In 2005, Cindy quit her career when she had the opportunity to move to Thailand with her husband and son. A chance meeting with a Thai Buddhist nun would open her heart and change her life forever. She chronicles her adventures along the spiritual path in her newly released memoir.
Tell us a little about your background.
My life has been a spiritual journey that took on new dimensions when I moved to Bangkok, Thailand with my husband and teenage son for three years in 2005.
I grew up in a Jewish family in Aiken, South Carolina in the 1950s. We were probably the only Jewish family living there. Since we were considered the “outsiders,” I felt empathetic towards black people, who I sensed were also outsiders, although I didn’t understand things like racism, segregation, or poverty; I was too young. I just knew we had a nice maid named Gwen who cooked incredibly delicious Southern soul food like fried chicken and black-eyed peas. When my mom took Gwen home in the car in the evening, we crossed over into another part of town—a mysterious world where all the children were “negro” and talked differently from us.
I was closest to my sister growing up. She was five years older than me and we shared a bedroom. My mother was emotionally neglectful, so my closest connection was with my German Shepherd dog Bonnie. She was like a mother to me. She had a litter of puppies when I was about six and I loved those warm, cuddly little teddy bears. Bonnie and I spent hours together wandering alone in the woods in the back of our house. I didn’t know any better; I grew up alone and lonely, full of longing for my mother’s love. That lingering sense of loneliness and abandonment has stayed with me from an early age.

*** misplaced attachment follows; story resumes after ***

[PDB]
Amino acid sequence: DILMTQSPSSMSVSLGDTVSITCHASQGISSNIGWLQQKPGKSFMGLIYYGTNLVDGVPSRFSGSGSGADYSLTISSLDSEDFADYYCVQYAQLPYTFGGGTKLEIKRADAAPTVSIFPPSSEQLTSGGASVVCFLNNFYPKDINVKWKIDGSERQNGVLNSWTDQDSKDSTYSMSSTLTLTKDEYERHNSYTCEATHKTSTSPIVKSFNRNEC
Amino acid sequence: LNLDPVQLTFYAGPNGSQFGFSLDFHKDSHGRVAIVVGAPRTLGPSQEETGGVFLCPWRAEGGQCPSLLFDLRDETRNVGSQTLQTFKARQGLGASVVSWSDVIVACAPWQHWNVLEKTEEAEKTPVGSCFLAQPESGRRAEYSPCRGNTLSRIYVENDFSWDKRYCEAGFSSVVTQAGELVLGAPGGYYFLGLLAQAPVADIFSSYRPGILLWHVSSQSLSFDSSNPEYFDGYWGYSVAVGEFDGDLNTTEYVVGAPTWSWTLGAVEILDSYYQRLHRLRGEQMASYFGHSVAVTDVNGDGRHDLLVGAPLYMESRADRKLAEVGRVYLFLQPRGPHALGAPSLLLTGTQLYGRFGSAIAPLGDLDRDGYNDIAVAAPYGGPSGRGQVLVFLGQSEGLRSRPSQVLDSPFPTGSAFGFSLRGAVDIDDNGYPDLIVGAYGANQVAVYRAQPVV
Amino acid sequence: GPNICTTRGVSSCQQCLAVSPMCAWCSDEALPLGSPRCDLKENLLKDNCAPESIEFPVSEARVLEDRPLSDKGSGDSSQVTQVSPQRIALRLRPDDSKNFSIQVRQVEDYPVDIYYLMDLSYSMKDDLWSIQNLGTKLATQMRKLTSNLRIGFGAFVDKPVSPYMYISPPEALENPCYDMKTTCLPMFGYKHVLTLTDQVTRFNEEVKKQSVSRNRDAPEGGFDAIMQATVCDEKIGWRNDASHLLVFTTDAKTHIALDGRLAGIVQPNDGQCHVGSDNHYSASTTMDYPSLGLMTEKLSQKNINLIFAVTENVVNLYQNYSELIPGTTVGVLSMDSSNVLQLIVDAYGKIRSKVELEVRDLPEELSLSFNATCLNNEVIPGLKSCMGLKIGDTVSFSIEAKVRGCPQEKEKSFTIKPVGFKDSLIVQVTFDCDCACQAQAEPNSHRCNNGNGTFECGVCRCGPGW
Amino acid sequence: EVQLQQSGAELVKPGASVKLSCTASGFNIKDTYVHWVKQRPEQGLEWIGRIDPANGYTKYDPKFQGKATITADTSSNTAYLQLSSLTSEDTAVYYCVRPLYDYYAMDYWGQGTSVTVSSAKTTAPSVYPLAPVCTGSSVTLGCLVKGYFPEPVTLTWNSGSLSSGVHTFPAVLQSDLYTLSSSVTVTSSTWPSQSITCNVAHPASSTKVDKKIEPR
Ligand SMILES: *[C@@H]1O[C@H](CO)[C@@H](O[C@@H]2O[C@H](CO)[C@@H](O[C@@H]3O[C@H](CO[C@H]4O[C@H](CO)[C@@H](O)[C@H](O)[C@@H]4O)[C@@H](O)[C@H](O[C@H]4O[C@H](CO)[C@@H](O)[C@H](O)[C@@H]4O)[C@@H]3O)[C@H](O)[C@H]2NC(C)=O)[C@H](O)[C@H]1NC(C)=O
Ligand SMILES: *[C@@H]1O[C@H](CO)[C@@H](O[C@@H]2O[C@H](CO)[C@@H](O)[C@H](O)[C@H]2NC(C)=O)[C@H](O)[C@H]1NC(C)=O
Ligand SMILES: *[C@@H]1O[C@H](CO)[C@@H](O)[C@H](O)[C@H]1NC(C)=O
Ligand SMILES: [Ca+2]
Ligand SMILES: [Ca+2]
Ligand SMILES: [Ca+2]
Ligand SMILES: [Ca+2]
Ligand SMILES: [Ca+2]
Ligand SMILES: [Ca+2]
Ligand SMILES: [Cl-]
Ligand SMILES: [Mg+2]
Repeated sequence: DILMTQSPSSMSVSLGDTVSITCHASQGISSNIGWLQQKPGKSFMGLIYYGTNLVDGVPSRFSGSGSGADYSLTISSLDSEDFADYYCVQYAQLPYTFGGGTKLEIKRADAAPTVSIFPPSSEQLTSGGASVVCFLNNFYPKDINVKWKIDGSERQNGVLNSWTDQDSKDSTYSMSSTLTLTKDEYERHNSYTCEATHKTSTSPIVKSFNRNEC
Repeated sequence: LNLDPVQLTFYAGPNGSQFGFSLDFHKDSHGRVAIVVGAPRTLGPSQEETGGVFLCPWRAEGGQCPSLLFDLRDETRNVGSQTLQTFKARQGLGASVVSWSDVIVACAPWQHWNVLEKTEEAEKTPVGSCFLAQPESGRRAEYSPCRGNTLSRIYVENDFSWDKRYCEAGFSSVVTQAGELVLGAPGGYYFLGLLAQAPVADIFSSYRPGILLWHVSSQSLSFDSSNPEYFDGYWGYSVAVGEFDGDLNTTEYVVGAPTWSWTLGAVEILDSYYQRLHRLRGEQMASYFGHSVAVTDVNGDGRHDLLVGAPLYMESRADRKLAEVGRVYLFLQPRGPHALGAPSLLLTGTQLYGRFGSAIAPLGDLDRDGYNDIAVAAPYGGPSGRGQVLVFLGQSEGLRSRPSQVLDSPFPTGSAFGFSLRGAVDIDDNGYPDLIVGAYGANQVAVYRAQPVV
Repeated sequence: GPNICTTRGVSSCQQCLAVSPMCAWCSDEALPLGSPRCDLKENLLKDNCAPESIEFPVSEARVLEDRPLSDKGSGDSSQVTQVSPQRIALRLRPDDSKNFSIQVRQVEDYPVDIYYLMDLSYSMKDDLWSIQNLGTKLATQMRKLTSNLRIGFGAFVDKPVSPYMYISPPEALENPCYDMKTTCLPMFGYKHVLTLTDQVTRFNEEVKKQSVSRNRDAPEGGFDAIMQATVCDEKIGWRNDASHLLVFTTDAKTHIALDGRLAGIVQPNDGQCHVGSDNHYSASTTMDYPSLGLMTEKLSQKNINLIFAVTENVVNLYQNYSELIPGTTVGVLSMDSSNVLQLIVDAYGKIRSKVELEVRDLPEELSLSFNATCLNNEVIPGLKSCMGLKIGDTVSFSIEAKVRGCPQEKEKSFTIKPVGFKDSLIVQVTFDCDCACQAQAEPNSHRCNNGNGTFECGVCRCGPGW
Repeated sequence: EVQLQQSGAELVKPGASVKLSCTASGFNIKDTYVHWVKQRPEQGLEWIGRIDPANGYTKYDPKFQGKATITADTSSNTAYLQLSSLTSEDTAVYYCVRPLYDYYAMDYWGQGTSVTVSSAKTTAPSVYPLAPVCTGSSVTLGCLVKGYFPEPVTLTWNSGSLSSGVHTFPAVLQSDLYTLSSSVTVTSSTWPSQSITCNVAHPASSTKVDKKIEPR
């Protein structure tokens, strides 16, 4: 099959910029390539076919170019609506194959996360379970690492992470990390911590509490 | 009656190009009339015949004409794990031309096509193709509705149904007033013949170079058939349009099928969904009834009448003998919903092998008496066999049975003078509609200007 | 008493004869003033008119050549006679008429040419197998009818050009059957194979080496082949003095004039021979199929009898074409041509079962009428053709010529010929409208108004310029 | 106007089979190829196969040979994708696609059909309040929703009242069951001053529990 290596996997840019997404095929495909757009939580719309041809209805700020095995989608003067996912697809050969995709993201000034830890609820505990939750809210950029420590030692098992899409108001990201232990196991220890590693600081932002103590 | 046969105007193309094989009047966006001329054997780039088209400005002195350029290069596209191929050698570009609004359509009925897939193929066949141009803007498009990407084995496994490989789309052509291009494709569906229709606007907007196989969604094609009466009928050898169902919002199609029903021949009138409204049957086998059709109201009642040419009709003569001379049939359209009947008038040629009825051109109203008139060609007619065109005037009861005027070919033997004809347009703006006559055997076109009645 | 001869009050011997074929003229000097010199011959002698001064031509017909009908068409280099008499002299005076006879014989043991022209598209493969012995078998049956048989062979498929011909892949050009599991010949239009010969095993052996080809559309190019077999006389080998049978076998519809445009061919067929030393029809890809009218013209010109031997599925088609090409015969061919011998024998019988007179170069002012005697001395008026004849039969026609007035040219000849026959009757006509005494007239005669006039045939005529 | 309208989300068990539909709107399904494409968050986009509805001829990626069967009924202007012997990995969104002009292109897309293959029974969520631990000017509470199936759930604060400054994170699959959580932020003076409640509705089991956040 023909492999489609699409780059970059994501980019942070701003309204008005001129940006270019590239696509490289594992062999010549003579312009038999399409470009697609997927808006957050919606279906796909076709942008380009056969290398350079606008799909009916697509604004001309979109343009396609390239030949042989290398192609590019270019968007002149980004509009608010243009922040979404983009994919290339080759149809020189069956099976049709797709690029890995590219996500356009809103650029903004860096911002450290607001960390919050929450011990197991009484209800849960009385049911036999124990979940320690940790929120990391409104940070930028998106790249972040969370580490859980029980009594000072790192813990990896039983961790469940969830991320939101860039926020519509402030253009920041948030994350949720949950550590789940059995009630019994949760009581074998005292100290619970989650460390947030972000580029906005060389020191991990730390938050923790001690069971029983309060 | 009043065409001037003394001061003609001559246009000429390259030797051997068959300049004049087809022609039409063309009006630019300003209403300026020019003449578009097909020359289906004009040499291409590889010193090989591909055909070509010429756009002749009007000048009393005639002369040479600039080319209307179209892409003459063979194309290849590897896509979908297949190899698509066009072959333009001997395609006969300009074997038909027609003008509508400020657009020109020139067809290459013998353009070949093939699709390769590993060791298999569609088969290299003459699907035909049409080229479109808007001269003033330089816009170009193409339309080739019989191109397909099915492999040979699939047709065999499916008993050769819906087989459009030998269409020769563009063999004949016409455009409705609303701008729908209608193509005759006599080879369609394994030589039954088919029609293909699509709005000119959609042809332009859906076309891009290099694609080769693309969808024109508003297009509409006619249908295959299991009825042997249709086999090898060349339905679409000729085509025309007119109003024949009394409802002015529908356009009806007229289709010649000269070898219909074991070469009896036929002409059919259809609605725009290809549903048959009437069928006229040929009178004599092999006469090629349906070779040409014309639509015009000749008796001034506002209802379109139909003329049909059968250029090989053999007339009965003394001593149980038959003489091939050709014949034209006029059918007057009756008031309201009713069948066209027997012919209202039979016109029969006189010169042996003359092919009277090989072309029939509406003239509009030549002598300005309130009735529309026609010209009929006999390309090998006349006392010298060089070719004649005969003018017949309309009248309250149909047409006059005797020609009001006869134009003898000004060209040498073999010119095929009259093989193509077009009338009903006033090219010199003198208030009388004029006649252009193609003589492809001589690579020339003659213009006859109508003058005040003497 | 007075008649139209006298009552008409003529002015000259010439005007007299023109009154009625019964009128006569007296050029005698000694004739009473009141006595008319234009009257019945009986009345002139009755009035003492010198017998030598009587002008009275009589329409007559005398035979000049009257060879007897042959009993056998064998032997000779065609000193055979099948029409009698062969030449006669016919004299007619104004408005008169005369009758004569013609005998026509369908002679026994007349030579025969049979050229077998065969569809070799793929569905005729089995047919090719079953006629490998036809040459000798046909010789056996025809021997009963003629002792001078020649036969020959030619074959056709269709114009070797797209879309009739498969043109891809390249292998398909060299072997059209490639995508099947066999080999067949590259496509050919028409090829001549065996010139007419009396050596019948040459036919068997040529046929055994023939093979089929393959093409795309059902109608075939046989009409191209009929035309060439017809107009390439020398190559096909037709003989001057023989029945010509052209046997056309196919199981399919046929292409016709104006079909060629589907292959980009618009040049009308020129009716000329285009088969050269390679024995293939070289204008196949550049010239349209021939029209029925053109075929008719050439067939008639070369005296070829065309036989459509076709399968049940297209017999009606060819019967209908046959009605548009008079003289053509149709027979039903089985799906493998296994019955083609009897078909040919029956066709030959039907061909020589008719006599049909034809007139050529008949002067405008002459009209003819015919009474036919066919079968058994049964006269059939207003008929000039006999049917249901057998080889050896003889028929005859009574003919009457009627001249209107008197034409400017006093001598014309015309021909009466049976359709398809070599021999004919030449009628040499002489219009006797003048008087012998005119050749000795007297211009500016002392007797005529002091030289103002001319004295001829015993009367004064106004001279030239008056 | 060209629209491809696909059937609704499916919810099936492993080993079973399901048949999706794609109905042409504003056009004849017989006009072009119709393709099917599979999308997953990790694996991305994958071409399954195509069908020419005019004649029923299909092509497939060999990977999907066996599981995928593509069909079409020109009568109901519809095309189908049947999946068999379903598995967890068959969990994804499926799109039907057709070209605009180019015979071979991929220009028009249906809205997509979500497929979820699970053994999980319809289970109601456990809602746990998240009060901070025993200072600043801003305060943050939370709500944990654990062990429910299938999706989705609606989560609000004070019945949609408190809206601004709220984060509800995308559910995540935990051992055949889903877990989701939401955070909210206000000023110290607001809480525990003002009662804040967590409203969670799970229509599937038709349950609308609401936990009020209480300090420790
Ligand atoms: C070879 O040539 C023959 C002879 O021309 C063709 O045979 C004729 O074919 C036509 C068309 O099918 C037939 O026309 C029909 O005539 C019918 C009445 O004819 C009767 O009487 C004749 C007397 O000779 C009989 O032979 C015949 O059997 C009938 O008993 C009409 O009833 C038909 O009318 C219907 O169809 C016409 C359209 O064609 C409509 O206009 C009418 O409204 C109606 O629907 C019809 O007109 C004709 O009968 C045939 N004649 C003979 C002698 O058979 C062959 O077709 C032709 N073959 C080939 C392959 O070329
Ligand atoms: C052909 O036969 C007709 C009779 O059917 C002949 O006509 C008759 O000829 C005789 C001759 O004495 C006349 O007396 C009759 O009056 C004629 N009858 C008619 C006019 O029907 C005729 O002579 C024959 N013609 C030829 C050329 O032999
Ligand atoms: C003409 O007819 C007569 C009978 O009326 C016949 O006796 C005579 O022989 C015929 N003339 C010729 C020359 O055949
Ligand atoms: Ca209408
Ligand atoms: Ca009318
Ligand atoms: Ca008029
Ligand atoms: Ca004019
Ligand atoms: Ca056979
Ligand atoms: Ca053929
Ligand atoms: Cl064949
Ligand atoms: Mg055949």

We left the South when I was ten and moved to Southern California. I was bereft because my mother insisted that we leave my beloved dog behind. I left home at 17 and headed to college. In the early ‘70s, I received my B.A. in Women Studies and went on to graduate with an M.A. in Clinical Psychology. I worked as a counselor for fifteen years until I met my husband and we were married in 1985. In 1992, my son was born; it was around that time that I transitioned out of the field of counseling and became a professional fundraiser—a job I continued until 2005 when we moved to Thailand. I was never very passionate about my career, and always seemed to be searching for something more meaningful to do with my life.
When did you think about making a change?
To be honest, I did not consciously think about making a major life change in midlife; rather, it came about organically when we moved to Thailand. I didn’t have to work since my husband was supporting us and felt lucky to have that opportunity. I finally asked myself, what do I really want to do? It was as if a light went on¾I wanted to be a writer. It wasn’t until I was in midlife, 54, that I found my true calling.
My decision to be a writer coincided with my spiritual awakening. It was about that time, soon after our move to Thailand, that I met my spiritual teacher, Venerable Dhammananda Bhikkhuni, a Thai Buddhist Nun—an encounter that opened my heart and changed my life forever. The old adage is true, when the student is ready, the teacher will appear. So, perhaps I had arrived at a place in my life where I was open and ready to embrace change.